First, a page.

The NWU is helping to bring the magic of science to rural classrooms. Through its researchers’ involvement in the Teachers without borders project, more than 3 000 microscopes have been provided to schools in the North West, Limpopo, Northern Cape and Gauteng.

These microscopes – called the Stanford foldscopes – are an inexpensive way to empower learners to do scientific research. Each unit costs R30, which is a highly affordable alternative to conventional microscopes, which most schools cannot afford.


Each foldscope consists of a microscope lens mounted on a cardboard body. It can be easily assembled even by very young learners, and brings fun and practical experience into the classroom. Learners can investigate anything from water to plants and insects through the lenses.


Learners can even use their phones to take photos through the lenses and post the images in an app so that learners from other provinces, and even countries abroad, can also share their pictures.


“It is a wonderful instrument for them to not only discover, but also share and discuss their findings,” says Prof Josef de Beer, research professor at the School for Natural Sciences and Technology for Education, and researcher in the research focus area Self-Directed Learning.


Becoming a flagship project


The full title of the project is "Teachers without borders: Creating indigenous knowledge science labs in rural schools". Conceived in 2016, the project has taken off since the Carl and Emily Fuchs Foundation made it one of their 50th anniversary flagship projects by providing a lot of the funding for it.


“There are three major challenges in providing children with quality science education. This project aims to help teachers to overcome these,” Josef says.


These hurdles are underqualified science and mathematics teachers, schools that are not equipped to nurture inquiry-based learning due to a lack of effective laboratories, and a science and mathematics curriculum that does not always show learners the relevance of science in society.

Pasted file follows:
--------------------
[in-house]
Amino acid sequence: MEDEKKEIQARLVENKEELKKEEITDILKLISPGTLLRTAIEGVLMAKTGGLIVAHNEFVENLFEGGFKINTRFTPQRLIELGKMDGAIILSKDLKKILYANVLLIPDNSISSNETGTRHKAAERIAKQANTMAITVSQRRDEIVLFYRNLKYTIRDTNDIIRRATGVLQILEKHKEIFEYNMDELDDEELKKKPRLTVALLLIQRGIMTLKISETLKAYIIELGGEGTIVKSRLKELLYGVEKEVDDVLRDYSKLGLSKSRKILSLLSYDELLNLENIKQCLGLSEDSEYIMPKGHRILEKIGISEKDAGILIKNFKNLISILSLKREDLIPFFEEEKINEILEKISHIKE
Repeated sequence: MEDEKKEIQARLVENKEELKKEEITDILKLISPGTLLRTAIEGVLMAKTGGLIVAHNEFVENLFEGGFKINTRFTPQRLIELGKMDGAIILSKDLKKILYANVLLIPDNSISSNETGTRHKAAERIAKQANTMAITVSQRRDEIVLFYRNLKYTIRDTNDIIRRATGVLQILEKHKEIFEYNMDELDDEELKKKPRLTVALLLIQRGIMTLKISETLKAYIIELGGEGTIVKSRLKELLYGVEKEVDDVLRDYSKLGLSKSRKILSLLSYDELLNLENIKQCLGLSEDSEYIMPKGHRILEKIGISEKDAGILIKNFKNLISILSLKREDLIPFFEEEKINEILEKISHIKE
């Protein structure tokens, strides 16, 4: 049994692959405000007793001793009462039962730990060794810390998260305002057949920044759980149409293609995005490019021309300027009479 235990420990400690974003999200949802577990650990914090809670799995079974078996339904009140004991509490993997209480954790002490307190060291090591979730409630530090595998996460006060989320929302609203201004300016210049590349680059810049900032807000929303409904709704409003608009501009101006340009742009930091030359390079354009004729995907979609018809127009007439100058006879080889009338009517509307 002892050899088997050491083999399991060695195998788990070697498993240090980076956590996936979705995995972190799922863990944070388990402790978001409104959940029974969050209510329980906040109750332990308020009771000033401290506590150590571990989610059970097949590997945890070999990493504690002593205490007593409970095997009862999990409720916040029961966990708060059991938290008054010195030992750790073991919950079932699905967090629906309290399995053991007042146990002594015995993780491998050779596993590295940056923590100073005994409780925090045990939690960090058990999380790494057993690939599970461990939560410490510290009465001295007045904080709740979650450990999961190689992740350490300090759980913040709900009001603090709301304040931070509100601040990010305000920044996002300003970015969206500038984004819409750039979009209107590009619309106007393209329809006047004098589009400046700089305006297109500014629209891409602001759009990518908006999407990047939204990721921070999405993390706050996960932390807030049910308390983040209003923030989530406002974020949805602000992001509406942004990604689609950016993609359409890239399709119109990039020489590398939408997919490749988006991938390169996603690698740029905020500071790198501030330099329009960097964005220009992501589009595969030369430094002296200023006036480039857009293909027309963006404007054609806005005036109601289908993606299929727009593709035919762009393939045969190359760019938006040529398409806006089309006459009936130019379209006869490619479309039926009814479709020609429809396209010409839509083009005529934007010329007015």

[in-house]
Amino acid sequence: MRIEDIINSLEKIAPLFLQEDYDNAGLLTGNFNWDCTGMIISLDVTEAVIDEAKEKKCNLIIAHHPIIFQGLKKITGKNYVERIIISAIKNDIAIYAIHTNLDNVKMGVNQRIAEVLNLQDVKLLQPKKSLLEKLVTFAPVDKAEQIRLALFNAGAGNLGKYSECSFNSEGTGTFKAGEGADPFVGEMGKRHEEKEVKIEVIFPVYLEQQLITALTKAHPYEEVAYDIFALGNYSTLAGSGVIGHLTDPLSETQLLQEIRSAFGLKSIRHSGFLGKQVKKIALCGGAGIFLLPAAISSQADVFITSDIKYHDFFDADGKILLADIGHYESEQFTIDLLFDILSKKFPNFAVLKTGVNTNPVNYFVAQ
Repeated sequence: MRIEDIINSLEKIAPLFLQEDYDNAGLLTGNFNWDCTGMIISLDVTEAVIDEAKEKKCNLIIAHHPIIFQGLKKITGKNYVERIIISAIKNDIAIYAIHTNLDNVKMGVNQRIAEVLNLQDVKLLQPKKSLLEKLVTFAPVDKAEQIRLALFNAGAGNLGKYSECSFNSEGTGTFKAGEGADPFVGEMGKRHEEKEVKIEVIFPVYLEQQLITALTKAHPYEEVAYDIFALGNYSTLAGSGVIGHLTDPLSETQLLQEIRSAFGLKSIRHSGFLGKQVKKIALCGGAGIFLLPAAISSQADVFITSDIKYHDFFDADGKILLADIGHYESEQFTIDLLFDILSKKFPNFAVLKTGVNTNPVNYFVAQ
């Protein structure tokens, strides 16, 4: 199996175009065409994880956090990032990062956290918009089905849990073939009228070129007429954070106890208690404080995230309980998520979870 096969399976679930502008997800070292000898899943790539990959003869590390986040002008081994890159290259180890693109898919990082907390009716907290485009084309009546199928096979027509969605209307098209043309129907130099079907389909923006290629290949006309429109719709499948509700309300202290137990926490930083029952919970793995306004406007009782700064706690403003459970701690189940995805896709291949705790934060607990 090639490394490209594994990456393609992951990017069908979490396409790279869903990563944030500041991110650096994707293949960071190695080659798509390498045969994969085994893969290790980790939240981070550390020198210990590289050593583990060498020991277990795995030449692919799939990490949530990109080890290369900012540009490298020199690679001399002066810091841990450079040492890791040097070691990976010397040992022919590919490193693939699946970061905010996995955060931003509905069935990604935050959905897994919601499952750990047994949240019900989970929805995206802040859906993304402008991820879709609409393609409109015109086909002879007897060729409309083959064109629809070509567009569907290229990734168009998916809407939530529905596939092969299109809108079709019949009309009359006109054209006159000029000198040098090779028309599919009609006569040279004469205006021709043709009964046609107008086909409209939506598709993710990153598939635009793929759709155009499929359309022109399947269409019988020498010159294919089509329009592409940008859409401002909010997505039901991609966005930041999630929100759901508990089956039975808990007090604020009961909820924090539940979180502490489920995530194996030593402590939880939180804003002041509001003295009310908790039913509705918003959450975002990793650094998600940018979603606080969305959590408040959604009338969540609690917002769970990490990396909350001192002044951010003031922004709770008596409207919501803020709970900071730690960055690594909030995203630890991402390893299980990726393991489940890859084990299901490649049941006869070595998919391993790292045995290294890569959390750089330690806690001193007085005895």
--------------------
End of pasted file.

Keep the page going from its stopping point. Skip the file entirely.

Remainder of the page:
Implementing indigenous knowledge


The Teachers without borders project entails more than just the foldscopes. Researchers are also developing resource packs for mathematics, natural sciences and technology. This includes indigenous knowledge games that will simplify the teaching of many of the concepts in the mathematics and natural sciences curriculum.


Lecturers also present various cycles of short learning programmes (SLPs) for science, mathematics and technology teachers. A strong focus of these SLPs is to foster self-directed learning in teachers and learners.


*Three lucky readers can each win a Stanford foldscope and a book, People's Plants. To enter the lucky draw, click here and answer the five questions in this short questionnaire before 7 August 2019.


The Stanford foldscopes were developed at Stanford University by Manu Prakash of the Prakash Lab. The video above shows how these foldscopes are used in South African schools.



Josef, who is also a researcher in the research focus area Self-Directed Learning , explains to a group of learners of Hoërskool Calvinia in the Northern Cape how the foldscopes can be used to investigate nature. With him is life sciences teacher Marlize Huisamen.


Prof Josef de Beer from the School for Natural Sciences and Technology for Education says the Stanford foldscopes enable learners to discover the wonder of science and share their findings with each other.



bring magic of science to classrooms